!8 months ago my speech started slurring. My Primary Care Physician (PCP) tested me for strength, stability, and coordination, thereafter he ordered an MRI of my brain and the radiologic result indicated two strokes which I had been totally unaware of. He also referred me to a speech therapist who helped me as best as she could in four appointments. My Florida PCP also referred me to a neurologist who referred me to a psychologist for cognition, memory, and coordination, a sleep test for oxygen intake overnight, at home, and a sleep test at a hospital facility. I also went to an ENT physician because I had sinus issues. The Neurologist suspected Myasthenia gravis (MG) and ordered a blood test, which was specifically for MG, that test was negative. She also ordered a barium swallow, which was done in upstate NY (where we spend our summers).

      During these 18 months, since my speech started slurring, my speech has degraded severely, my tongue is weaker, my swallowing is much more difficult, I cough a lot more due to mucus and saliva, my sinuses are much more bothersome. I have some arm and leg muscles twitching sporadically. My PCP in upstate NY is a Family Nurse Practitioner, he is professional and sensitive, he referred me to a neurologist and ordered another barium swallow for me and another blood test for MG. The blood test was still negative. THe Neurologist immediately suspected Bulbar ALS. I went through a nerve test of my left foot, leg, hand, arm, and the left side of my tongue. He also ordered a pulmonary test of my breathing capacity and strength. I still do not know what those results were. The nerve test did not confirm anything. I also went to an ENT physician who prescribed a nasal spray called Azesterol, which is helping. I am drooling now and I also use nasal strips before I go to sleep. I had two maternal first-cousins who were afflicted with ALS, the older of the two started with the same symptoms I am experiencing, he was diagnosed with sporadic ALS. His younger sister was diagnosed with familial ALS (Familial is 5% to 10% of victims, sporadic is diagnosed for the other 90% to 95%). The widower, of the second cousin victim, is encouraging me to be proactive and keeps sending me helpful information. I am working with another speech pathologist/therapist who is very professional, sensitive, helpful to my issues. My NY Neurologist prescribed Riluzole which I am now taking. I also went to the Lewis Golub ALS Center in Albany, NY a few days ago and met their team of a nurse, and physical therapist, two Occupational Therapists, and a Social Worker. They were also professional, sensitive, and helpful.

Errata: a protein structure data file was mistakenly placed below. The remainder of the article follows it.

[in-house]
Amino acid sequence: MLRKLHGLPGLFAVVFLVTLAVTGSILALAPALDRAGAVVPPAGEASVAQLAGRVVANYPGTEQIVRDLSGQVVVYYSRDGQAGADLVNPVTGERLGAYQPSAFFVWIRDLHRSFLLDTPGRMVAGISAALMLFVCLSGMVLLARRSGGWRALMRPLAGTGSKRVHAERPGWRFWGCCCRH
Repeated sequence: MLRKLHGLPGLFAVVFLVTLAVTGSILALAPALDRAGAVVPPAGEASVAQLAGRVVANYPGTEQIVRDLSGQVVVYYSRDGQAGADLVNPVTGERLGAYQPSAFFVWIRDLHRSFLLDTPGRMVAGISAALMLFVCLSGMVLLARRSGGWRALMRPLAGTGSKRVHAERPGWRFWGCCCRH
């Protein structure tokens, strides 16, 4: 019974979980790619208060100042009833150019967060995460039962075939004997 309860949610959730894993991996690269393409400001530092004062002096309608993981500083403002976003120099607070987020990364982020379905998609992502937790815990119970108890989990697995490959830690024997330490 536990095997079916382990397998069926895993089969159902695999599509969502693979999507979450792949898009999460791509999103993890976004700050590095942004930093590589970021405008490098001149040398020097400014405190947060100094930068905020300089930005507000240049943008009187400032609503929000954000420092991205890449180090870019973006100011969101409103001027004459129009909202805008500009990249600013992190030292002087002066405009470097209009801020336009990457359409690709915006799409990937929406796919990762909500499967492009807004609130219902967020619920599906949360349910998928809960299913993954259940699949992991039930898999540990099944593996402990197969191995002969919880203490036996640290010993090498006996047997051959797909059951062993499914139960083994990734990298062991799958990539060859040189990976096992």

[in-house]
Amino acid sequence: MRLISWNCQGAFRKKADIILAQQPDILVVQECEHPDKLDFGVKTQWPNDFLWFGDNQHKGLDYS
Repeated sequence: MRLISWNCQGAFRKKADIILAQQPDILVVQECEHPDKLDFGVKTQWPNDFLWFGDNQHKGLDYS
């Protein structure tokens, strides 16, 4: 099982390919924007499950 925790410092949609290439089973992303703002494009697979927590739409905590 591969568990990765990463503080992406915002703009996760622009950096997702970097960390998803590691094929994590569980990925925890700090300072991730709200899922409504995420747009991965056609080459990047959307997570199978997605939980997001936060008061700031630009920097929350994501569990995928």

At this point, I suspect that ALS is caused by genetics and therefore all victims are familial. Unlike cancer, which can be caused by genetics as well as by environmental issues such as pollution, chemicals, occupational exposure, and food. The French Neurologist Dr. Jean Martin Charcot identified ALS in 1869. !52 years later, along with much more genetic research, we or they cannot necessarily track our ancestors back far enough to know what our ancestors may have passed onto us. They had shorter life spans than we experience now. Sanitization of Surgery. anti-biotics, which we have been overexposed to, and other modern technology has helped us last longer. But those of us who are afflicted with Muscular Dystrophy and ALS seems to me, anyway, to be genetic. Some other afflictions are probably genetic as well. The current pandemic has been dramatic and ut is more impactful on elderly people. Researchers and scientists suspect that there will be worse viruses that will attack us in the future.

    • #18189
      Tom Pritchard

      I just spent an hour and a half writing down my situation, experience, and thoughts and I had to edit it and it disappeared. I am not going to waste another hour and a half trying to put it in again.